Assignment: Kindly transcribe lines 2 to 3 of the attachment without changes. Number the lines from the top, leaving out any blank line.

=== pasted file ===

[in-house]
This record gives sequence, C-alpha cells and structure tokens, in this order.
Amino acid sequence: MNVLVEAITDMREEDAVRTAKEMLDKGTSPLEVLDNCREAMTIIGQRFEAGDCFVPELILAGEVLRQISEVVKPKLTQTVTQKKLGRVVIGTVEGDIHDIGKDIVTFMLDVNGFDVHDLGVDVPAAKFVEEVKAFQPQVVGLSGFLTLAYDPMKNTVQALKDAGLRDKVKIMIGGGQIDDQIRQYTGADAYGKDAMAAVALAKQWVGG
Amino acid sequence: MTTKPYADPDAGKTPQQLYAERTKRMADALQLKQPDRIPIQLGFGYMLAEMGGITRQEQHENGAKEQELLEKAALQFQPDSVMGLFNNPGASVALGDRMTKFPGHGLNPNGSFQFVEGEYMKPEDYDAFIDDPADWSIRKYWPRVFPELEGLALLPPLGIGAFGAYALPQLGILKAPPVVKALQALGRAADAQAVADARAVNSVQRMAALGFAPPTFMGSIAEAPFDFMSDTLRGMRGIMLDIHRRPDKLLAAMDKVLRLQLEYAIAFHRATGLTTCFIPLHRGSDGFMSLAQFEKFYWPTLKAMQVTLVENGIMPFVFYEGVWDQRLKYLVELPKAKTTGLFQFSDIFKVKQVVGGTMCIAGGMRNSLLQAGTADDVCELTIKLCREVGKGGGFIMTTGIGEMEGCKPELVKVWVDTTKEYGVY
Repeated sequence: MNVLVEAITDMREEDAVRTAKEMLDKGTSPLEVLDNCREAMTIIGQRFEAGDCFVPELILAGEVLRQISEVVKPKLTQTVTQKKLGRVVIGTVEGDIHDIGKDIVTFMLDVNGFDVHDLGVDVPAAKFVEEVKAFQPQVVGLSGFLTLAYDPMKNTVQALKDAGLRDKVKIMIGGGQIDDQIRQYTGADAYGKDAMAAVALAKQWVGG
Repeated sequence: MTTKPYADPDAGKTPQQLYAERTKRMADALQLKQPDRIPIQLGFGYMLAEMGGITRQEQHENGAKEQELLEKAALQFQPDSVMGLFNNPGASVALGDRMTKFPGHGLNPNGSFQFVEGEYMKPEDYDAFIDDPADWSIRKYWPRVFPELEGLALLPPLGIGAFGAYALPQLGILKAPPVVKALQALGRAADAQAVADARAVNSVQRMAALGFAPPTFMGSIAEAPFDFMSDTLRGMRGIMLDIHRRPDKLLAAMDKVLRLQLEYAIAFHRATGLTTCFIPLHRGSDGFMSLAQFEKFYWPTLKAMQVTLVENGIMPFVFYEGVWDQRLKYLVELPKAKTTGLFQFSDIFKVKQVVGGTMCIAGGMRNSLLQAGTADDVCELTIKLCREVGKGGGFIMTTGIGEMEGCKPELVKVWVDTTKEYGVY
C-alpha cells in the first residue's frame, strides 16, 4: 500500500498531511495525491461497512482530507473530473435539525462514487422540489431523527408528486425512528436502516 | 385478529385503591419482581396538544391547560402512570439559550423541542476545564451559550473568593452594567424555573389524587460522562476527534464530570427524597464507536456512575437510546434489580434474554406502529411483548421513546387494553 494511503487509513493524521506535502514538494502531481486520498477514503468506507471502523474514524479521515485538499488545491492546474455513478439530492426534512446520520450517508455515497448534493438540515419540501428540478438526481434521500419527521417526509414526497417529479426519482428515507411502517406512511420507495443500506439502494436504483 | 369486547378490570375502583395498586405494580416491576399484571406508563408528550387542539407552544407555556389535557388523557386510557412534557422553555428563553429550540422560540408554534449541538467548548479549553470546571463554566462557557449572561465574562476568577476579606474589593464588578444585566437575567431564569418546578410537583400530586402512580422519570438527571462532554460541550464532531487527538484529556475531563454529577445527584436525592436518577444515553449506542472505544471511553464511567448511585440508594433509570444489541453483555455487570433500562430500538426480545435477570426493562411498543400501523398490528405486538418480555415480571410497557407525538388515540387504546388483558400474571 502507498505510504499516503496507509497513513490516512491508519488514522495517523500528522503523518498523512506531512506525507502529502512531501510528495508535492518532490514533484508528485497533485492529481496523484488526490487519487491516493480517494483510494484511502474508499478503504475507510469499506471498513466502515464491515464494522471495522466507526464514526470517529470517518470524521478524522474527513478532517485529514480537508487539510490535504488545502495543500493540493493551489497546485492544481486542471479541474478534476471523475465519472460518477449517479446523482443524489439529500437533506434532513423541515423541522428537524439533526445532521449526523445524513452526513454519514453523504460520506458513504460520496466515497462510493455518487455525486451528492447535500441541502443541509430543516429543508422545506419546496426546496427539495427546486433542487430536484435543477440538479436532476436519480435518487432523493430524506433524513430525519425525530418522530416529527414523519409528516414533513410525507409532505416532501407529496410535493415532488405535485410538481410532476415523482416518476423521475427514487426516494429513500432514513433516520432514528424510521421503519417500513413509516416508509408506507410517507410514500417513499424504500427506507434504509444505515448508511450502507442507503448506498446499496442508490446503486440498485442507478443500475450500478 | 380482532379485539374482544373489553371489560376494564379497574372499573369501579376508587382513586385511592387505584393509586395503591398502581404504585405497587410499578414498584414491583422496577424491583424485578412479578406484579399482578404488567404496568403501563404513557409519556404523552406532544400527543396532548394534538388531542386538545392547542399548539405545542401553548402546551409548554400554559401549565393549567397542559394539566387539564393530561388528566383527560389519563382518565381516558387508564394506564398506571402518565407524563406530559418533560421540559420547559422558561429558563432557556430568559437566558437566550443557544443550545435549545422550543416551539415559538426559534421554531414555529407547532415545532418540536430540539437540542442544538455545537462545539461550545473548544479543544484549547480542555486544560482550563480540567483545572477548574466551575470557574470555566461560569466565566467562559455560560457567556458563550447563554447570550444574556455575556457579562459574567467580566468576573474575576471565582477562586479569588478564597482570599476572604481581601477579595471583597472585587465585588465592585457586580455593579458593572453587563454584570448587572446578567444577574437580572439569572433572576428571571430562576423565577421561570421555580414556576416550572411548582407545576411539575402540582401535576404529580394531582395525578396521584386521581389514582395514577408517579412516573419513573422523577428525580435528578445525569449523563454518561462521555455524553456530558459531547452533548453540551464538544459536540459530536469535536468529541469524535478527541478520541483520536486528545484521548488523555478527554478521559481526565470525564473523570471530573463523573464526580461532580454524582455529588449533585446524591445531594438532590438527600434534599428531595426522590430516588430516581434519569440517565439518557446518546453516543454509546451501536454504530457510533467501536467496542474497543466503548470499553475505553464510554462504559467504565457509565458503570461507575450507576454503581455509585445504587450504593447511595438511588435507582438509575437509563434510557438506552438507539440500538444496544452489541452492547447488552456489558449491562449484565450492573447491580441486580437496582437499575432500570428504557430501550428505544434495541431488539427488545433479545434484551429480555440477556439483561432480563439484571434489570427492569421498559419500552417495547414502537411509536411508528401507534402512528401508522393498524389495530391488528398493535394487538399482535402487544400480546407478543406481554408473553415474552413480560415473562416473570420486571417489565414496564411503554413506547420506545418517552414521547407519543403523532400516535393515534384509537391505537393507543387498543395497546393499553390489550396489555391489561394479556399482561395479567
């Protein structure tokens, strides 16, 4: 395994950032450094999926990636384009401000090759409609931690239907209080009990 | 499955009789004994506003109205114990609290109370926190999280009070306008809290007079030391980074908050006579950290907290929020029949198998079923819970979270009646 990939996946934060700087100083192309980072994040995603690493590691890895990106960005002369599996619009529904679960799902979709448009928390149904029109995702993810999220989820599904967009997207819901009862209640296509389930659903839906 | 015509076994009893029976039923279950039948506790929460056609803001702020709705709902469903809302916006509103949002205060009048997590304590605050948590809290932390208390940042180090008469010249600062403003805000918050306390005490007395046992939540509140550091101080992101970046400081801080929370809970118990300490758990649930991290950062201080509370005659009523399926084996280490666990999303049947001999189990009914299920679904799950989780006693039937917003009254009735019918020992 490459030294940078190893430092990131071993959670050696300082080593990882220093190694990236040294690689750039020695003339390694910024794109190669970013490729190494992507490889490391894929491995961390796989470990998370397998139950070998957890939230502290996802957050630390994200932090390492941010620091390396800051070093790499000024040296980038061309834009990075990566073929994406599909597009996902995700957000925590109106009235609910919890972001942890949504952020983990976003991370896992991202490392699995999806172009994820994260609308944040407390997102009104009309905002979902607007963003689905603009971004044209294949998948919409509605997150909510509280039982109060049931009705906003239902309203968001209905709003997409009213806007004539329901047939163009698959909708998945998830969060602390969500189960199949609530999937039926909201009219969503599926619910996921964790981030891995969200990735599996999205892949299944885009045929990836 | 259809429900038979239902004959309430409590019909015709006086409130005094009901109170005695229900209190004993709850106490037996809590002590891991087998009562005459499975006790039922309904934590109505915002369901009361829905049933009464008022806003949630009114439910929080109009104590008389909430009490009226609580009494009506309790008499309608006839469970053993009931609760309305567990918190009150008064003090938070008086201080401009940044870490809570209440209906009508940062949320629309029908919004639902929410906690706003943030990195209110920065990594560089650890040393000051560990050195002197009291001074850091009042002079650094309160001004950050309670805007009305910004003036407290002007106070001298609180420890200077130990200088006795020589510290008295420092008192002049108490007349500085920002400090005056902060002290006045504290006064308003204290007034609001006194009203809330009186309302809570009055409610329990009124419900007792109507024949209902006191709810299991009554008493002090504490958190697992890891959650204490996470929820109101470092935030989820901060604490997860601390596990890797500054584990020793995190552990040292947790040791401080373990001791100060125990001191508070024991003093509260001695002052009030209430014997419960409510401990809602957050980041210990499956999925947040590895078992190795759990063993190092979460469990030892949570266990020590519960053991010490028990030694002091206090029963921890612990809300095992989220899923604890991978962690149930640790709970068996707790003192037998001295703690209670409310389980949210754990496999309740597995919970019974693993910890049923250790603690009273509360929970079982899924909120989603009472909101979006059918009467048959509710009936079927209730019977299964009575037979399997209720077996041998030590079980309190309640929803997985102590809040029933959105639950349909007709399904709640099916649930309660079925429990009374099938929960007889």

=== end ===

This record gives sequence, C-alpha cells and structure tokens, in this order.
Amino acid sequence: MNVLVEAITDMREEDAVRTAKEMLDKGTSPLEVLDNCREAMTIIGQRFEAGDCFVPELILAGEVLRQISEVVKPKLTQTVTQKKLGRVVIGTVEGDIHDIGKDIVTFMLDVNGFDVHDLGVDVPAAKFVEEVKAFQPQVVGLSGFLTLAYDPMKNTVQALKDAGLRDKVKIMIGGGQIDDQIRQYTGADAYGKDAMAAVALAKQWVGG